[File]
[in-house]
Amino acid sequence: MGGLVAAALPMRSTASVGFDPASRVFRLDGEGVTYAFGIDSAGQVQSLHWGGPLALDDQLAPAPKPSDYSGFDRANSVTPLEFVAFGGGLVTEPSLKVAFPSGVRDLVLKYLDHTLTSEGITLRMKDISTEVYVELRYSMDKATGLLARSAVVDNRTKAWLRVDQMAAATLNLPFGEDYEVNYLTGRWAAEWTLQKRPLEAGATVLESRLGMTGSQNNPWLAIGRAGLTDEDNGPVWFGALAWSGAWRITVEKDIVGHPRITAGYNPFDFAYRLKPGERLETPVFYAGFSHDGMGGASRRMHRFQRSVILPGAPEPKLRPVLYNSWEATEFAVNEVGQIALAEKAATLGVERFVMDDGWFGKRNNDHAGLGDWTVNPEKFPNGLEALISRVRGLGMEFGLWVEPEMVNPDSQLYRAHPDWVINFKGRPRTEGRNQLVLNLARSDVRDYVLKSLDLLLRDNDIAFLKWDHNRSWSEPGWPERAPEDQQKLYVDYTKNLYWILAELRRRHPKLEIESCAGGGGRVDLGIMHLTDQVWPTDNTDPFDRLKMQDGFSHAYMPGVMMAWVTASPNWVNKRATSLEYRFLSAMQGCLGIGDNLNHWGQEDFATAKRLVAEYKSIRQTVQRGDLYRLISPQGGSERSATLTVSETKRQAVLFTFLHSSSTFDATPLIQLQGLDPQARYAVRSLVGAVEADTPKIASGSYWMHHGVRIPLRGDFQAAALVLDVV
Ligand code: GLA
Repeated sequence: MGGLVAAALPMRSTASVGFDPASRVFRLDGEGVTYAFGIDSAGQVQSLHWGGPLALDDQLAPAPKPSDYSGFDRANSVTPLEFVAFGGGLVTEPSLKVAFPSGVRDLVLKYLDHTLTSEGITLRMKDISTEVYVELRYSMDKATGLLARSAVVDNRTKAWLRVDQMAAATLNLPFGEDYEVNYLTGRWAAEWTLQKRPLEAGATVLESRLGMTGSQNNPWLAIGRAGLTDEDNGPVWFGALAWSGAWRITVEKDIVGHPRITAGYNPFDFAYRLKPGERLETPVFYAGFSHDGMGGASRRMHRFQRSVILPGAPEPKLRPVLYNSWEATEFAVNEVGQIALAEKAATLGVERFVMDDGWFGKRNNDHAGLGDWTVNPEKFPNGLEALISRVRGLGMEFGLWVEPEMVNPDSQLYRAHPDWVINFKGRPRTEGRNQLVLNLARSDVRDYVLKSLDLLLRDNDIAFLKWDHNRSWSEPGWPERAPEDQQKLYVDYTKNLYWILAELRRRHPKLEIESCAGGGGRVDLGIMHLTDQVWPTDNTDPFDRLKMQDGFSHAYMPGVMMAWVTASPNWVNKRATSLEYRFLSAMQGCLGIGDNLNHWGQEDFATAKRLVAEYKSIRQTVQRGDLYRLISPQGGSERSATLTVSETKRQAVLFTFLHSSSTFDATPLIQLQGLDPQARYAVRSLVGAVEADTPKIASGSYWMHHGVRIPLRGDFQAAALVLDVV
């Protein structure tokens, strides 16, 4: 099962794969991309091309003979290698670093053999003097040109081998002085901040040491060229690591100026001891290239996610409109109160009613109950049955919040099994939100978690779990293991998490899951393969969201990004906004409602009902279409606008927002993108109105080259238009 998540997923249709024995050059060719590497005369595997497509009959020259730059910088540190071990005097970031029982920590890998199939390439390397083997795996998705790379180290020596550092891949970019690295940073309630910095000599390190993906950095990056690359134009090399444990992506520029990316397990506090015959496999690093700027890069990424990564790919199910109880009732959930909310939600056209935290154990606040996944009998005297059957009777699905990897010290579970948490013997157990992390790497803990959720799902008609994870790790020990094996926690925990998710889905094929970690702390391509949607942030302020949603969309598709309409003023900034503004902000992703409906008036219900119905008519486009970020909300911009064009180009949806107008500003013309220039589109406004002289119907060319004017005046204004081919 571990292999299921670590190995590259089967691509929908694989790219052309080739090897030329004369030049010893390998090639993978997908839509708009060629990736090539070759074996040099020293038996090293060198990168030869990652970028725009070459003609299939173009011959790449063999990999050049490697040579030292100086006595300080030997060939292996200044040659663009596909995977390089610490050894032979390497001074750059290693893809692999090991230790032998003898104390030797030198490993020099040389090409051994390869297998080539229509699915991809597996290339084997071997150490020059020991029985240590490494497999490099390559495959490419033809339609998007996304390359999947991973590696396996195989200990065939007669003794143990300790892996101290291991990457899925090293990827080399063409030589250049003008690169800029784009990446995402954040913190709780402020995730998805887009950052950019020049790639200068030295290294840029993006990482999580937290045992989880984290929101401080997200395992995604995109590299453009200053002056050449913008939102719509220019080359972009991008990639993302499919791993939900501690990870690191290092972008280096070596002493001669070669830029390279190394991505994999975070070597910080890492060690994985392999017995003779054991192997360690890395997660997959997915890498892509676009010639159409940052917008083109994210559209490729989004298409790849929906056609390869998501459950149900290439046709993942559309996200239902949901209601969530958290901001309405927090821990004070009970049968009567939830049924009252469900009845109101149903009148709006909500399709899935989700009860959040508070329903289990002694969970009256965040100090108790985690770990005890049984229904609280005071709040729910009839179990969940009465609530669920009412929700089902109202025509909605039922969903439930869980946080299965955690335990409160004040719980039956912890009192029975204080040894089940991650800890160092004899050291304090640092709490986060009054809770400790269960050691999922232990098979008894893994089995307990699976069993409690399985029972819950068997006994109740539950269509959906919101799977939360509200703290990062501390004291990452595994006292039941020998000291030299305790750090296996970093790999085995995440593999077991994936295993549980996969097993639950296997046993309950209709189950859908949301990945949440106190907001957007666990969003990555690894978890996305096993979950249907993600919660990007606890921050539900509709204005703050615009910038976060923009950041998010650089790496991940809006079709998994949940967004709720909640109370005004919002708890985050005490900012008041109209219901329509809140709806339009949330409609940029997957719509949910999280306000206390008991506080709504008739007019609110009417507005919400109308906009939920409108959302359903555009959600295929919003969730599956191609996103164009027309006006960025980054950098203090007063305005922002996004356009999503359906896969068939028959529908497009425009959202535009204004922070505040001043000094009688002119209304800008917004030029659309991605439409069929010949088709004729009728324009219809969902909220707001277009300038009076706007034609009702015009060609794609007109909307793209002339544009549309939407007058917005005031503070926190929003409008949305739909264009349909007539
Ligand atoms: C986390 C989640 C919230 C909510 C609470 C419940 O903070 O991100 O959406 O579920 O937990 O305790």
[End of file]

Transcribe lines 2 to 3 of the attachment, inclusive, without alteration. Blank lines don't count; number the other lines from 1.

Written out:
Amino acid sequence: MGGLVAAALPMRSTASVGFDPASRVFRLDGEGVTYAFGIDSAGQVQSLHWGGPLALDDQLAPAPKPSDYSGFDRANSVTPLEFVAFGGGLVTEPSLKVAFPSGVRDLVLKYLDHTLTSEGITLRMKDISTEVYVELRYSMDKATGLLARSAVVDNRTKAWLRVDQMAAATLNLPFGEDYEVNYLTGRWAAEWTLQKRPLEAGATVLESRLGMTGSQNNPWLAIGRAGLTDEDNGPVWFGALAWSGAWRITVEKDIVGHPRITAGYNPFDFAYRLKPGERLETPVFYAGFSHDGMGGASRRMHRFQRSVILPGAPEPKLRPVLYNSWEATEFAVNEVGQIALAEKAATLGVERFVMDDGWFGKRNNDHAGLGDWTVNPEKFPNGLEALISRVRGLGMEFGLWVEPEMVNPDSQLYRAHPDWVINFKGRPRTEGRNQLVLNLARSDVRDYVLKSLDLLLRDNDIAFLKWDHNRSWSEPGWPERAPEDQQKLYVDYTKNLYWILAELRRRHPKLEIESCAGGGGRVDLGIMHLTDQVWPTDNTDPFDRLKMQDGFSHAYMPGVMMAWVTASPNWVNKRATSLEYRFLSAMQGCLGIGDNLNHWGQEDFATAKRLVAEYKSIRQTVQRGDLYRLISPQGGSERSATLTVSETKRQAVLFTFLHSSSTFDATPLIQLQGLDPQARYAVRSLVGAVEADTPKIASGSYWMHHGVRIPLRGDFQAAALVLDVV
Ligand code: GLA